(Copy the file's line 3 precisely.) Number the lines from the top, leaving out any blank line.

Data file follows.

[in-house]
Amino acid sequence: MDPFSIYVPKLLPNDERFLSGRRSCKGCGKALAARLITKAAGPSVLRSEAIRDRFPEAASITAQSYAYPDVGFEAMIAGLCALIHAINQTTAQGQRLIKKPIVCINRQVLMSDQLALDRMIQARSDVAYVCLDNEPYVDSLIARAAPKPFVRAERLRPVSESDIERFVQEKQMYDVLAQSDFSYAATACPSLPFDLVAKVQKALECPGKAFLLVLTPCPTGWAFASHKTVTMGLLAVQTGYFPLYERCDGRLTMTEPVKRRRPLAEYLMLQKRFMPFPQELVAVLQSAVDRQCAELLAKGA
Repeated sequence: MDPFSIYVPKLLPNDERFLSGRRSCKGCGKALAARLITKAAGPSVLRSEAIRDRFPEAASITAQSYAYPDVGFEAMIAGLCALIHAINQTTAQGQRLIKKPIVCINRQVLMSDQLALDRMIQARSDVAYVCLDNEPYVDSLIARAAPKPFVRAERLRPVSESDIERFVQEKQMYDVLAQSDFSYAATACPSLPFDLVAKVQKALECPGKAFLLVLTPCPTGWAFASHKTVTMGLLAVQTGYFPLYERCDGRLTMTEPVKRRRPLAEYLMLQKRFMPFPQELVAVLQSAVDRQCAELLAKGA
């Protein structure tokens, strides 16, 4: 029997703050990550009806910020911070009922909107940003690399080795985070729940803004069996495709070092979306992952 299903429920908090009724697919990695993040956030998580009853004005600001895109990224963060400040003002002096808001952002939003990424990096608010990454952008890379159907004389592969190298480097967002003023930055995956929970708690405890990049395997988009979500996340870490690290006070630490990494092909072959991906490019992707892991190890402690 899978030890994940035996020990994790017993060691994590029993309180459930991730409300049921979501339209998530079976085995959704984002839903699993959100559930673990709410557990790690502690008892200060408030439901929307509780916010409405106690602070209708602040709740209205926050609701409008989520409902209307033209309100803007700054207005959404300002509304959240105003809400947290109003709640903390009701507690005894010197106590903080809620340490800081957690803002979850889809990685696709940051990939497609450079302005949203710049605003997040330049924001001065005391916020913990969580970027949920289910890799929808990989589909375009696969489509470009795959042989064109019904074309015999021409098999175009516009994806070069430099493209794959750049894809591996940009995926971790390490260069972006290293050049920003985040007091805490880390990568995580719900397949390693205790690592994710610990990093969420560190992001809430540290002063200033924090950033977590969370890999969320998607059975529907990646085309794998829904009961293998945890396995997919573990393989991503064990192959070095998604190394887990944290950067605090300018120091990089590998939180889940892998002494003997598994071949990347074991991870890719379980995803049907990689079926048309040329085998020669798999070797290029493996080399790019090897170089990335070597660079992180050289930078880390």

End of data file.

Repeated sequence: MDPFSIYVPKLLPNDERFLSGRRSCKGCGKALAARLITKAAGPSVLRSEAIRDRFPEAASITAQSYAYPDVGFEAMIAGLCALIHAINQTTAQGQRLIKKPIVCINRQVLMSDQLALDRMIQARSDVAYVCLDNEPYVDSLIARAAPKPFVRAERLRPVSESDIERFVQEKQMYDVLAQSDFSYAATACPSLPFDLVAKVQKALECPGKAFLLVLTPCPTGWAFASHKTVTMGLLAVQTGYFPLYERCDGRLTMTEPVKRRRPLAEYLMLQKRFMPFPQELVAVLQSAVDRQCAELLAKGA